Twenty more of the Music Musings and Miscellany 1000.
CHAMELEONS – A Person Isn’t Safe Anywhere These Days / Thursday’s Child (Statik 6 1983)
The influence of the Chameleons is all over the place these days, from Interpol and Glasvegas to shameless carbon-copyists Editors. They seldom get due credit. “A Person Isn’t Safe…” is one of the stand-out tracks on A Script of the Bridge, an album frankly full of them. It’s an edgy and paranoid tale of urban threat with thumping riffs.
PREFAB SPROUT – A Prisoner of the Past / Where the Heart Is (Kitchenware 70 1997)
Few would make a claim that Andromeda Heights is one of Prefab Sprout’s best records, but this single taken from it juxtaposes sweeping, lush strings with a fairly creepy lyric about obsession. A long way from jumping frogs.
DISCO INFERNO – A Rock to Cling To / From the Devil to the Deep Blue Sky (Rough Trade R2983 1993)
Disco Inferno were a group out of time. When everything was baggy and Britpop, they were making dense, sample-heavy records that were way ahead of their contemporaries. They had a small, dedicated coterie of fans, but jacked it in when their (uninsured) van and equipment were stolen.
MAGAZINE – A Song from Under the Floorboards / 20 Years Ago (Virgin 321 1980)
Lyrically inspired by Dostoevsky’s Notes From Underground, “A Song from Under the Floorboards” was typical of a time when intelligence in pop songs wasn’t derided as pretentious. Great McGeoch guitar riff, too.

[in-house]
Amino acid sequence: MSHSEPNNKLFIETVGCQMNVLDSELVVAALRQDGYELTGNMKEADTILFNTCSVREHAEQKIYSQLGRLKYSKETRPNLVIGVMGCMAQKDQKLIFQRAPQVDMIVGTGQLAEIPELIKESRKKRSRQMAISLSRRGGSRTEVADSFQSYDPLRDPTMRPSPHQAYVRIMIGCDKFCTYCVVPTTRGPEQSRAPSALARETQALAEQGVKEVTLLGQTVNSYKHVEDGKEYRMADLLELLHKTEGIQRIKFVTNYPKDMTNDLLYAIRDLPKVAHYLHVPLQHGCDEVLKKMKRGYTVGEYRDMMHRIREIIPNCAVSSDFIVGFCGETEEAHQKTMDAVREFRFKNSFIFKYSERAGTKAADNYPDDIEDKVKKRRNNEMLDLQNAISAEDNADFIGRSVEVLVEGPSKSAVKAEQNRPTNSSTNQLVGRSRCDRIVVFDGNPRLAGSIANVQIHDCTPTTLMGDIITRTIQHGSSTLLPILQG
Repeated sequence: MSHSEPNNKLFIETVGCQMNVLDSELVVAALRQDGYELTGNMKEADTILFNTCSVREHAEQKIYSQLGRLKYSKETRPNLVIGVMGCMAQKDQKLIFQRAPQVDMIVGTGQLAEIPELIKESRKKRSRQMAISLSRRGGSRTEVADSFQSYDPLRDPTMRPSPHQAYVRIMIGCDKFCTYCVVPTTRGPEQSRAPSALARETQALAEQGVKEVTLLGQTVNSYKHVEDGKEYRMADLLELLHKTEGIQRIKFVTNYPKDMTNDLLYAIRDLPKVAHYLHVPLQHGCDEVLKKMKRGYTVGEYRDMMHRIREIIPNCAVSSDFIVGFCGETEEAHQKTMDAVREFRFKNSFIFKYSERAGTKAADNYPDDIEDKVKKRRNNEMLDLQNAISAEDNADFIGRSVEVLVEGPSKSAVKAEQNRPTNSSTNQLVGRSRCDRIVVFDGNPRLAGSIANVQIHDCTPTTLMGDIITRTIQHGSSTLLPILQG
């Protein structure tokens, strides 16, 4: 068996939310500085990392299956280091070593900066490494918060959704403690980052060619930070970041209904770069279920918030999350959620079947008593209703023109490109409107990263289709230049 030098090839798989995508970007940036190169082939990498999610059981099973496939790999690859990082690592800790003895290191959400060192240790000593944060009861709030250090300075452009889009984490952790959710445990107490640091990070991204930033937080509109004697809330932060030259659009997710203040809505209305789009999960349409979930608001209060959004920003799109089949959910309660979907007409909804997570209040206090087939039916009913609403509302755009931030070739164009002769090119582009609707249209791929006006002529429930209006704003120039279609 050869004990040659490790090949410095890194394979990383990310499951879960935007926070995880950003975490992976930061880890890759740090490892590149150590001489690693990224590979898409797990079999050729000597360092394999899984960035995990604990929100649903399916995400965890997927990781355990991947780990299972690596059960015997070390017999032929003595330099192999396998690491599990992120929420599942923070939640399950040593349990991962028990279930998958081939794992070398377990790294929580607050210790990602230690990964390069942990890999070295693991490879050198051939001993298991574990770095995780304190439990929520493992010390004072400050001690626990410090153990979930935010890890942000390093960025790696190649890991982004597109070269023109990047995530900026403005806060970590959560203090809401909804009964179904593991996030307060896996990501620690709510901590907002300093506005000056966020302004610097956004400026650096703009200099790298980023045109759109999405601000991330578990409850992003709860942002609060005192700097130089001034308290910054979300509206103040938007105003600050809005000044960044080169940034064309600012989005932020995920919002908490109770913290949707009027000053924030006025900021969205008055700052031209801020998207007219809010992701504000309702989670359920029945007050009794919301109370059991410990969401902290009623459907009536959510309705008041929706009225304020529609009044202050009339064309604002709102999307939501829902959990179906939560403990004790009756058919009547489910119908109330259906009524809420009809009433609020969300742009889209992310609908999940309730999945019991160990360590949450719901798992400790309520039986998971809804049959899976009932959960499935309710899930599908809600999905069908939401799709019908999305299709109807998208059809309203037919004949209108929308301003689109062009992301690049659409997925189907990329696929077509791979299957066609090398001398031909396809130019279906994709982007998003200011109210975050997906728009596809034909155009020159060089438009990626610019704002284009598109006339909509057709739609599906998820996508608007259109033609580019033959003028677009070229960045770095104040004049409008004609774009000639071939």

CHARLEY PATTON – A Spoonful Blues / Shake It and Break It, But Don’t Let it Fall (Paramount 12869 1929)
Charley Patton’s untutored howl, combined with the primitive recording techniques of the time (and Paramount’s notoriously poor quality pressings) make his records seem almost primeval, even compared to contemporaries like Lonnie Johnson and Willie McTell. “A Spoonful Blues” is probably his best known song due to the cover recorded by Cream forty years later. A copy, battered and scratched, recently sold on eBay for $1400!
MISSION OF BURMA – Academy Fight Song / Max Ernst (Ace of Hearts 104 1980)
It could be argued that Mission of Burma were the grandfathers of US alt-rock. Combining US punk and British post-punk, their records had an amazing energy. “Academy Fight Song” was their first, and probably best, single.
PHUTURE – Acid Trax / Phuture Jacks / Your Only Friend (Trax 142 1987)
HARDFLOOR – Acperience / mixes (Eye Q 18 1991)
Two very long singles, but both incredibly influential. “Acid Trax” pioneered the use of a 303 sampler to give that sharp, flangeing sound that came to define acid house. As a track, it’s as basic as they come, stretching one idea over eleven minutes. But that’s part of its appeal. As dance music mutated into endless genres and sub genres, the nine minute “Acperience” brought it right back to that acid sound, but with brutally hard techno beats.
BOBBY WOMACK – Across 110th Street / Hang On In There (United Artists 196 1973)
Blaxploitation movie theme tunes don’t come any better than this. The film wasn’t much cop.
ALTERNATIVE TV – Action Time Vision / Another Coke (Deptford Fun City 7 1978)
From the man who brought you “Sniffin’ Glue”, a fab three minutes of sloppy, angular punk-pop.
GRANDMASTER FLASH – Adventures on the Wheels of Steel / The Birthday Party (Sugar Hill 557 1981)